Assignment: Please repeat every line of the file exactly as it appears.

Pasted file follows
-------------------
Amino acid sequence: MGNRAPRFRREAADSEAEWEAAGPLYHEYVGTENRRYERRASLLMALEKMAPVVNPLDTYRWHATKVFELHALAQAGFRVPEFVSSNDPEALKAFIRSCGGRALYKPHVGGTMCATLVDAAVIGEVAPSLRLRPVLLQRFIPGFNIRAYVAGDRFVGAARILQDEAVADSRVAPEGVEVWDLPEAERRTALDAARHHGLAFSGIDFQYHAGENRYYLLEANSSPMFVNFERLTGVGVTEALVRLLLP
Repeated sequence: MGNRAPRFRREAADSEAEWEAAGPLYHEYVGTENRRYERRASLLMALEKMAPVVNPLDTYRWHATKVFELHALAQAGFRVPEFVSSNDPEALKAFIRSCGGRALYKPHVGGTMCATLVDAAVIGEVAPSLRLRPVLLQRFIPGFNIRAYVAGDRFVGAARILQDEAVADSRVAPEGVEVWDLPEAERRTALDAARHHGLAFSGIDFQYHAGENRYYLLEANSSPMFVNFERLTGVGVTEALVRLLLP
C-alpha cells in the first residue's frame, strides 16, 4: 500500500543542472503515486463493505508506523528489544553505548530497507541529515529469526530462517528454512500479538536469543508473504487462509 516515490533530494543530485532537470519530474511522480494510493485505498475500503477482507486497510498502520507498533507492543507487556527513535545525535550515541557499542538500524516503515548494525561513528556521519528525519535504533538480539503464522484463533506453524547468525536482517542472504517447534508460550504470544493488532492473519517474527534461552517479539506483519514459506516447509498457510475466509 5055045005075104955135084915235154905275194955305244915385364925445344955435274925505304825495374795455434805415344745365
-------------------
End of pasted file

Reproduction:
Amino acid sequence: MGNRAPRFRREAADSEAEWEAAGPLYHEYVGTENRRYERRASLLMALEKMAPVVNPLDTYRWHATKVFELHALAQAGFRVPEFVSSNDPEALKAFIRSCGGRALYKPHVGGTMCATLVDAAVIGEVAPSLRLRPVLLQRFIPGFNIRAYVAGDRFVGAARILQDEAVADSRVAPEGVEVWDLPEAERRTALDAARHHGLAFSGIDFQYHAGENRYYLLEANSSPMFVNFERLTGVGVTEALVRLLLP
Repeated sequence: MGNRAPRFRREAADSEAEWEAAGPLYHEYVGTENRRYERRASLLMALEKMAPVVNPLDTYRWHATKVFELHALAQAGFRVPEFVSSNDPEALKAFIRSCGGRALYKPHVGGTMCATLVDAAVIGEVAPSLRLRPVLLQRFIPGFNIRAYVAGDRFVGAARILQDEAVADSRVAPEGVEVWDLPEAERRTALDAARHHGLAFSGIDFQYHAGENRYYLLEANSSPMFVNFERLTGVGVTEALVRLLLP
C-alpha cells in the first residue's frame, strides 16, 4: 500500500543542472503515486463493505508506523528489544553505548530497507541529515529469526530462517528454512500479538536469543508473504487462509 516515490533530494543530485532537470519530474511522480494510493485505498475500503477482507486497510498502520507498533507492543507487556527513535545525535550515541557499542538500524516503515548494525561513528556521519528525519535504533538480539503464522484463533506453524547468525536482517542472504517447534508460550504470544493488532492473519517474527534461552517479539506483519514459506516447509498457510475466509 5055045005075104955135084915235154905275194955305244915385364925445344955435274925505304825495374795455434805415344745365